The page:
Muriel Spark writes about things she knows well, in this case teaching, Edinburgh, girls schools, sex and betrayal. A book not only worth reading, but well worth teaching, and an excellent introduction to the works of Spark, whose other works are equally compelling and astute.
Any story by Muriel Spark is complex up to a point - her way of thinking is devious and unstraightforward and her characters tend to inhabit the moral and motivational lowlands. Insofar as they seem like real people at all rather than clever animations, her attitude towards them is usually ambivalent. Indeed it's almost fair to say that she makes her feelings for her own creations clearest, and expresses them most strongly, when those feelings consist most of repugnance, as with Patrick Seton and Father Socket in The Bachelors. Nevertheless she always seems to distance herself successfully from their general squalor through her quick wits and the dazzling speed at which she keeps rearranging the scenery.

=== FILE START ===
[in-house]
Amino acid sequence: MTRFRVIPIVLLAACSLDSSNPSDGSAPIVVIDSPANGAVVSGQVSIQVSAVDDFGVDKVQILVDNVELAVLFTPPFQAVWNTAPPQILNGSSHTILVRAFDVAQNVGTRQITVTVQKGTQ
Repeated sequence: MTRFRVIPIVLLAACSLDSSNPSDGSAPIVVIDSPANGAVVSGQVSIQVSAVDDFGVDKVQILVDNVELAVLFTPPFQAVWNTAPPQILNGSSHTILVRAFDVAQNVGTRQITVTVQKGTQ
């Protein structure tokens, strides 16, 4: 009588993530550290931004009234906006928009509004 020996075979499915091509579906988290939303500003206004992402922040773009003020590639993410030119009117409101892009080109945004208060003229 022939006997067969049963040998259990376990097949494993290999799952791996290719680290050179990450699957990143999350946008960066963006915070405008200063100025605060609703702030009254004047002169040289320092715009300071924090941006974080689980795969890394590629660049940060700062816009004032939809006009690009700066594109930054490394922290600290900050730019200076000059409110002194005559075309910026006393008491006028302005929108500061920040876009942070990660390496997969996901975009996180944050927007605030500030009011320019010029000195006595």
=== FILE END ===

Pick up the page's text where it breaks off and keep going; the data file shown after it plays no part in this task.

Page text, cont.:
This book has a lot of the familiar Spark `feel' to it, but it's a bit different in some ways too. It's short, but it doesn't come across to me as a lightweight effort like The Abbess of Crewe. The cast of characters is not as large as in The Bachelors or The Ballad of Peckham Rye, but it's large enough. What makes it simpler is that it consists largely of a group of juveniles on the one hand, and on the other it is absolutely dominated by one single outsize personality, maybe the nearest to a true heroine or hero that Spark ever allowed herself. Jean Brodie is a silly woman but not a mean or corrupt one and that, in a novel by Muriel Spark, is quite something not to be. Another thing that may have softened the author's stance is that the setting is not London or the east side of Manhattan or Crewe or any other foreign clime, but her own native Edinburgh. I don't suppose she is trying to conceal her affection for it (although being who she is she doesn't indulge it either), or if she is she has failed at that. I can recognise the kinds of people and the kinds of attitude through a similar if not identical background, and it has brought out a most unusual candour in the author. At the start of chapter 3 there is a very straightforward account of the kind of Edinburgh spinster that Jean Brodie exemplifies. Spark typically springs it on us who it was that `betrayed' Miss Brodie, but once she has done so she takes us through the person's thought-processes with a most untypical clarity. The book shuttles backwards and forwards through time-frames, but this time with a sheer naturalness that conceals the cleverness of it. There is even a rare glimpse into the author's fascination with Catholicism when she discusses Miss Brodie's semi-ecumenical religious interests. Above all the typical spurts of sarcasm and ridicule are more often funny than bitchy, not the other way round as is more usual from her.